The Singing Smth sisters


It has been quite a few years since the Smith Sisters sang at the Jamestown Opera House, but if you were to visit the restored Opera House today, you just might see the spot where they signed the wall as one of the most popular singing groups ever to grace that stage.

The sisters were born near Washington Court House, but spent most of their lives in the Jamestown area. During the era of Opera Houses, with performances by traveling troupes of entertainers, these six sisters were very popular around the entire country,

They were known as the Smith Sisters, but they also known professionally as the Ariel Ladies Sextette. Their agent managed to book them for appearances throughout the country. In fact, during the 10 years they performed professionally, they appeared in all 48t states. That is quite a feat for six young ladies from Jamestown, especially during the 1890s.

They were very popular and very much in demand on the show circuits. At the time, they received $100 per performance, and are credited with 1,700 performances during their career.

After opening at Jamestown, they would travel to Washington Court House and Xenia to try out their new songs and performance before “going on the road”. Greene County residents were very proud of the local talent and often the girls played to a standing room only crowd.

They performed in other local venues as well. The Spring Valley Blade announced that the Smith Sisters would be performing in that village on April 1, 1892. This was to be a benefit for the Byrd Post G. A. R. (Grand Army of the Republic). The performance was scheduled for the Spring Valley Opera House.

The Jamestown Comet announced a performance for May 30, 1891. The advertisement assured that “throughout the land there is no family so generally talented as the smith Sisters.” And “See six sweet singing Smith Sisters Saturday night. The way seats have been selling at McGuire’s for the Smith Sisters is complimentary to the musical taste of our citizens.”

A lady in Jamestown received a letter from her friend in Delaware. “I Hope they will have a crowded house when they appear in Jamestown. They certainly deserve it. Here, where there is a great deal of musical talent, they always draw full and enthusiastic audiences.

Miss Gertrude (Smith) is credited with having the finest voice of any pupil who ever graduated from the Conservatory of Music here. She is Delaware’s favorite singer. I will vouch for it that the concert to be given in J. will be the best ever had there. Don’t fail to hear them.”

After the concert in May the following was published: “In the over-crowded condition of our copy-book last week, the mention of the Smith Sisters’ concert was smothered out of sight until too late for publication. The entertainment was so pleasing to all that it deserves special notice. It is not a usual thing to have six girls in a family, nor it is usual, when such is the case, for all of them to be songbirds but this holds good with the Smith family. They a possess a remarkable degree the gift of song… .The fact that almost everybody for miles around and many from a distance, were in attendance at their concert showed that their fame had preceded them. Miss Gertrude’s time will be duly occupied this season with managements at various prominent literary and religious assemblies by whom she is looked upon as a brilliant rising star in the world of song.”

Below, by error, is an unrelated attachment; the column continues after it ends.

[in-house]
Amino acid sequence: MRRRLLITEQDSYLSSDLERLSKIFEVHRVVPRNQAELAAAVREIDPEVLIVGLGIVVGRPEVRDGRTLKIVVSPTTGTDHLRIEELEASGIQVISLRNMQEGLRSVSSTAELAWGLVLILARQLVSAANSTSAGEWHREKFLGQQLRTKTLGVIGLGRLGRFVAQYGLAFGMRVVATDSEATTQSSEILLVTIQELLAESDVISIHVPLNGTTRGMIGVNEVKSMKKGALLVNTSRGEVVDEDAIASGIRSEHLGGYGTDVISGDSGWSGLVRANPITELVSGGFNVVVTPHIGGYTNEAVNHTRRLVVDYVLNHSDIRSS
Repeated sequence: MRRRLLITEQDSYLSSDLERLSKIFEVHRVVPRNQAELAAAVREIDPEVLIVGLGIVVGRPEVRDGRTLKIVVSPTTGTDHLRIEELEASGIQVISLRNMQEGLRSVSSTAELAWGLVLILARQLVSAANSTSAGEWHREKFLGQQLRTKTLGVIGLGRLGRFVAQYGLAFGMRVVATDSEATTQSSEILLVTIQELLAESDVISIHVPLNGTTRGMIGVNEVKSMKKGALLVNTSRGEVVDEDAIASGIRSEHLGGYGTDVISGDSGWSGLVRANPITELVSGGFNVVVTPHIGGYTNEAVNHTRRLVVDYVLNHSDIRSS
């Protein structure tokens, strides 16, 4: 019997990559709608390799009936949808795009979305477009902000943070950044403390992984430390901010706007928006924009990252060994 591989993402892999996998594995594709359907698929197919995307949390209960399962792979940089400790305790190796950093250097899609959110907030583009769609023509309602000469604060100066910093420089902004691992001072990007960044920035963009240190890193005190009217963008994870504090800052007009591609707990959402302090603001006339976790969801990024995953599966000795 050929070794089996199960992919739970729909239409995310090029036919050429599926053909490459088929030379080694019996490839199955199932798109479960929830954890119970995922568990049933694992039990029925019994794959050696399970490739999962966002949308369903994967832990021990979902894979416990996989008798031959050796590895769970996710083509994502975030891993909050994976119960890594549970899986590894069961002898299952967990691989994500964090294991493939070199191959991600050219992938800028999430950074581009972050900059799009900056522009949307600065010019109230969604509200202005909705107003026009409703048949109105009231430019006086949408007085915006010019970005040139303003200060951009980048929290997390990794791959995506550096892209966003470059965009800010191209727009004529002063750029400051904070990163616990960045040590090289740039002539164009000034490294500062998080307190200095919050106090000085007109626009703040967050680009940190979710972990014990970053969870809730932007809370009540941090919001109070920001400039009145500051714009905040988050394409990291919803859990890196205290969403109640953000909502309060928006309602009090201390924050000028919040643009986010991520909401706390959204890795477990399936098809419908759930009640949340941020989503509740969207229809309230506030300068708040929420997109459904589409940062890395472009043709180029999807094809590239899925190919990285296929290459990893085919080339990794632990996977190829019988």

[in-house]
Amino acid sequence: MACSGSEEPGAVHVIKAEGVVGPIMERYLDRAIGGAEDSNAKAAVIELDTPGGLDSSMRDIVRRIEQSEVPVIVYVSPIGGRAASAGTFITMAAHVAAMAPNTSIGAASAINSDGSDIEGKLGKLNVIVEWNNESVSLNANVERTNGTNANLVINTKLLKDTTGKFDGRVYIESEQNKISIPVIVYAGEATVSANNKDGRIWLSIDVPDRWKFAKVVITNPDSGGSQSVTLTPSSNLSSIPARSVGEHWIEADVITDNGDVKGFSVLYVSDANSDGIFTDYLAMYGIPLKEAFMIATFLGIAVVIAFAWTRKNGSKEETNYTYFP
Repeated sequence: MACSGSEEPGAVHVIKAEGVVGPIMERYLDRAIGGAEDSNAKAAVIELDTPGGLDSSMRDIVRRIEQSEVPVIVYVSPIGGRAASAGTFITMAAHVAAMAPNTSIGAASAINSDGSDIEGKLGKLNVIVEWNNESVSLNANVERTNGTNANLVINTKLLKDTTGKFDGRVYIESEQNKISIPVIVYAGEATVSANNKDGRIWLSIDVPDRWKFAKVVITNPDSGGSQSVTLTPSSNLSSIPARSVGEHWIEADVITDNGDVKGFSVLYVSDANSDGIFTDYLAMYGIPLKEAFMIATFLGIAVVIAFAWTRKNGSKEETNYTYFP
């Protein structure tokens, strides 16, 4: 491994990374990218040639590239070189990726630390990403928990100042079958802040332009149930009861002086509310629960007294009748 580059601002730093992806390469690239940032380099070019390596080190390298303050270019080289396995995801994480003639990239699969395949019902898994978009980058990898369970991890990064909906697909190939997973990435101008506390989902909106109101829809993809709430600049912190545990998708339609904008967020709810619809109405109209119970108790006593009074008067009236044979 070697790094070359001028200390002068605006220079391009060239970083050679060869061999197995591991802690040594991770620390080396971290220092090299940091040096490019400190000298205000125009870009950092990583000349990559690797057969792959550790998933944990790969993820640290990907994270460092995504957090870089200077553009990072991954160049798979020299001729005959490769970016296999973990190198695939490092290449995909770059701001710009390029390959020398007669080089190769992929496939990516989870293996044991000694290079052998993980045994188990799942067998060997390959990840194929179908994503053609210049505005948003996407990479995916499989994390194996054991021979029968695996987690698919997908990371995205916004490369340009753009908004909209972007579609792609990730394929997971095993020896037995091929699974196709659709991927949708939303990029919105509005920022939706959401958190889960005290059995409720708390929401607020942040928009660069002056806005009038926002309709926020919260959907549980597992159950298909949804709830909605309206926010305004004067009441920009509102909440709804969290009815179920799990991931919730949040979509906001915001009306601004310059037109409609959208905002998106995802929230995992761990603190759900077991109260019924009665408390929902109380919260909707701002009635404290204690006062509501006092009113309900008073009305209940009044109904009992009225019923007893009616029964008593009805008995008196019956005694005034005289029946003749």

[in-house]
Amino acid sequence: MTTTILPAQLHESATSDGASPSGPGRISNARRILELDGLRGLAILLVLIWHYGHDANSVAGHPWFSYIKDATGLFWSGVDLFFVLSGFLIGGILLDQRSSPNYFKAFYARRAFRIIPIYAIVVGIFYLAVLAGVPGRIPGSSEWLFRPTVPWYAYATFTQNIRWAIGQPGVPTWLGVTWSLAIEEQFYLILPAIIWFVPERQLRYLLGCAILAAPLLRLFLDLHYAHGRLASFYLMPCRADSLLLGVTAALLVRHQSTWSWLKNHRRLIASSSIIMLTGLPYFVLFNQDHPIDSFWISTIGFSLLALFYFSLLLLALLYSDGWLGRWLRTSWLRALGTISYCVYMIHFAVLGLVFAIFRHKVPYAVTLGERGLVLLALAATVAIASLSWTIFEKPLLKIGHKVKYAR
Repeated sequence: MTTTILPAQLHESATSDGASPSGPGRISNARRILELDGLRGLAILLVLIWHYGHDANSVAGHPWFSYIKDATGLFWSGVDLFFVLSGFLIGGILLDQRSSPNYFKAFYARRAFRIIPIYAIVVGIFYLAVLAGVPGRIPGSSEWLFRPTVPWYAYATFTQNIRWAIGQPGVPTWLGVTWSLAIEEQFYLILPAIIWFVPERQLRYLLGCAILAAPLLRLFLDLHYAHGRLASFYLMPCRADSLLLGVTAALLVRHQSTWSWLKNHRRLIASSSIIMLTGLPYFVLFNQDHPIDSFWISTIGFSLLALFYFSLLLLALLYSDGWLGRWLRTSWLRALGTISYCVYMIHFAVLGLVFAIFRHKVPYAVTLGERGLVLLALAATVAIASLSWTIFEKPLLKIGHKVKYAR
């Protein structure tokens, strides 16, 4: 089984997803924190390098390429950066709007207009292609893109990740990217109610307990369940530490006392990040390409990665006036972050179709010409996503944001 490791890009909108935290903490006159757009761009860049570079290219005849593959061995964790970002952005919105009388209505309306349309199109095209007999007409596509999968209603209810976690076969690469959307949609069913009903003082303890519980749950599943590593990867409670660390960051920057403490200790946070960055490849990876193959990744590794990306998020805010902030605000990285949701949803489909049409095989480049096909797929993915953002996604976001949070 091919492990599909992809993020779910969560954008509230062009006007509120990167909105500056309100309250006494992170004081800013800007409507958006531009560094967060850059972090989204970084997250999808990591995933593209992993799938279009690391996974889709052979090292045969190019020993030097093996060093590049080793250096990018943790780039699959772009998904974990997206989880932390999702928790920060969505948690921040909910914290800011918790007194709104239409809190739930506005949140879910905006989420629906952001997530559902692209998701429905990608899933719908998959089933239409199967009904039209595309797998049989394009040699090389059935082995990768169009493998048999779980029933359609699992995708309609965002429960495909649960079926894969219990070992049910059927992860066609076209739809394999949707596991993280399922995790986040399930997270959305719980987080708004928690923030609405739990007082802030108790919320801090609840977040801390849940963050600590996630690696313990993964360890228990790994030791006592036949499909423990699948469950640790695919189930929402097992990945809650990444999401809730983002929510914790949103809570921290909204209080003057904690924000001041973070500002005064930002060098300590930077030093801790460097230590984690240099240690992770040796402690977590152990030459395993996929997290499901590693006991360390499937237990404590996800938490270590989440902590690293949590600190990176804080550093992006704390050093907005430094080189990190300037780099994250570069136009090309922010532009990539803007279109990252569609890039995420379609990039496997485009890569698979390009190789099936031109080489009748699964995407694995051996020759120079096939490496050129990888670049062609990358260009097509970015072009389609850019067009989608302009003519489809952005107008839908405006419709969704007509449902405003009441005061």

Eventually, all but one of the girls married, so they no longer sang professionally as a group. By 1948, all five who had married were widows and all six were living together in Columbus. A Columbus Dispatch reporter asked if they would be interested in appearing on a live radio show, and if so, what show would they like. “We the People” was popular at the time and was their first choice.

They were invited to record at radio station WBNS in Columbus, where the engineers were impressed with their volume and harmony. For their radio debut they stood in the same order they had so many years ago during their stage performances. In this order with married names: Grace McKinsey 76, Emma Mason 82, Olive Smith 74, Gertrude Saint 78, Jeanette Walker 84 and Marguerite Alkire 79.

Following the show they were taken for lunch at the Southern Hotel where they had sung in the ballroom when it first opened in 1899.

When they were invited to fly to New York for an appearance on “We the People”, they were thrilled to be able to fly for the first time, and to appear in New York on the radio. One of the sisters commented that if they had been popular only a few years later, they might have commanded $25,000 a year for radio performances.

At last the big event and the first plane trip were at hand but unfortunately, the plane trip was cancelled due to weather conditions, so they took the train to New York. They hoped to fly back if possible.

The Xenia Gazette of Jan. 28, 1948 reported: “Their broadcast Tuesday night was their first radio appearance and the first time they have sung together in public after retiring forty years ago.”

Needless to say, Greene County residents tuned in their radios to listen to the Smith Sisters singing together again. One resident said she “always cried when she heard the sisters sing because their harmony tugs at her heart strings and their music over the air Tuesday might brought the same reaction.”

And so, the Singing Smith Sisters who officially retired in 1908 were once again, after a forty year hiatus, able to please their audience with their music, through the magic of radio.

By Joan Baxter

Joan Baxter is a Greene County resident and long-time historical columnist.

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